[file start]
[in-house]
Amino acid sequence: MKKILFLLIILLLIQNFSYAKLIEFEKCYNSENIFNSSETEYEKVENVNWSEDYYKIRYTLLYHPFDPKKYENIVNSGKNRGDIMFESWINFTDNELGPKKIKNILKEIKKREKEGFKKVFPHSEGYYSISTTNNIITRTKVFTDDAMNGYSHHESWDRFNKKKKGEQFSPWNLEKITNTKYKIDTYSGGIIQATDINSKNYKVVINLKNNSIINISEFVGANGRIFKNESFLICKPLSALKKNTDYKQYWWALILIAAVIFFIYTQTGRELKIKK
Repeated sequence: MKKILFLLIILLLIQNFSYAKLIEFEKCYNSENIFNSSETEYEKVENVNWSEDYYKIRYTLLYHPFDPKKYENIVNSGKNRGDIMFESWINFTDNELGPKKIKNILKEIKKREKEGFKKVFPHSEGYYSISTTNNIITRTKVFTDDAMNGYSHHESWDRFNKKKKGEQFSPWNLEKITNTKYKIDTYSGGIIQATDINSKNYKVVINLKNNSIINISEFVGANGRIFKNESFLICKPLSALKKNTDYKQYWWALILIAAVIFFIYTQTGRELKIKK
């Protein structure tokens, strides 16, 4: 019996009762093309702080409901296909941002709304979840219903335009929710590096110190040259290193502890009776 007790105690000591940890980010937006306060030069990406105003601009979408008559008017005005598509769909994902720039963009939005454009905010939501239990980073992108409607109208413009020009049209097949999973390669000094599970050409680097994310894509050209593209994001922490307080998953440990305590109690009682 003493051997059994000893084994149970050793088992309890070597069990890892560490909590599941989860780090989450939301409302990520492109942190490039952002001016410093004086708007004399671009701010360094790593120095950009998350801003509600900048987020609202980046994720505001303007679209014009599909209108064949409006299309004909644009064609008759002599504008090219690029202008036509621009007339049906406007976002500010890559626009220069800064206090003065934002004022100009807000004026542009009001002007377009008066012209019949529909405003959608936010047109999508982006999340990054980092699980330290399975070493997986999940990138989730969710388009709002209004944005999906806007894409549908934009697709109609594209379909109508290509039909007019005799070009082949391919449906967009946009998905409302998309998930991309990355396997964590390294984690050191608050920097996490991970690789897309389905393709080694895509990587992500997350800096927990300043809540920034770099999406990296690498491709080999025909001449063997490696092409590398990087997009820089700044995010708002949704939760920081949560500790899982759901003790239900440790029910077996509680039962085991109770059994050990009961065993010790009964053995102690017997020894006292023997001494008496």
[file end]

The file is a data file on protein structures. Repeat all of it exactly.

[in-house]
Amino acid sequence: MKKILFLLIILLLIQNFSYAKLIEFEKCYNSENIFNSSETEYEKVENVNWSEDYYKIRYTLLYHPFDPKKYENIVNSGKNRGDIMFESWINFTDNELGPKKIKNILKEIKKREKEGFKKVFPHSEGYYSISTTNNIITRTKVFTDDAMNGYSHHESWDRFNKKKKGEQFSPWNLEKITNTKYKIDTYSGGIIQATDINSKNYKVVINLKNNSIINISEFVGANGRIFKNESFLICKPLSALKKNTDYKQYWWALILIAAVIFFIYTQTGRELKIKK
Repeated sequence: MKKILFLLIILLLIQNFSYAKLIEFEKCYNSENIFNSSETEYEKVENVNWSEDYYKIRYTLLYHPFDPKKYENIVNSGKNRGDIMFESWINFTDNELGPKKIKNILKEIKKREKEGFKKVFPHSEGYYSISTTNNIITRTKVFTDDAMNGYSHHESWDRFNKKKKGEQFSPWNLEKITNTKYKIDTYSGGIIQATDINSKNYKVVINLKNNSIINISEFVGANGRIFKNESFLICKPLSALKKNTDYKQYWWALILIAAVIFFIYTQTGRELKIKK
């Protein structure tokens, strides 16, 4: 019996009762093309702080409901296909941002709304979840219903335009929710590096110190040259290193502890009776 007790105690000591940890980010937006306060030069990406105003601009979408008559008017005005598509769909994902720039963009939005454009905010939501239990980073992108409607109208413009020009049209097949999973390669000094599970050409680097994310894509050209593209994001922490307080998953440990305590109690009682 003493051997059994000893084994149970050793088992309890070597069990890892560490909590599941989860780090989450939301409302990520492109942190490039952002001016410093004086708007004399671009701010360094790593120095950009998350801003509600900048987020609202980046994720505001303007679209014009599909209108064949409006299309004909644009064609008759002599504008090219690029202008036509621009007339049906406007976002500010890559626009220069800064206090003065934002004022100009807000004026542009009001002007377009008066012209019949529909405003959608936010047109999508982006999340990054980092699980330290399975070493997986999940990138989730969710388009709002209004944005999906806007894409549908934009697709109609594209379909109508290509039909007019005799070009082949391919449906967009946009998905409302998309998930991309990355396997964590390294984690050191608050920097996490991970690789897309389905393709080694895509990587992500997350800096927990300043809540920034770099999406990296690498491709080999025909001449063997490696092409590398990087997009820089700044995010708002949704939760920081949560500790899982759901003790239900440790029910077996509680039962085991109770059994050990009961065993010790009964053995102690017997020894006292023997001494008496």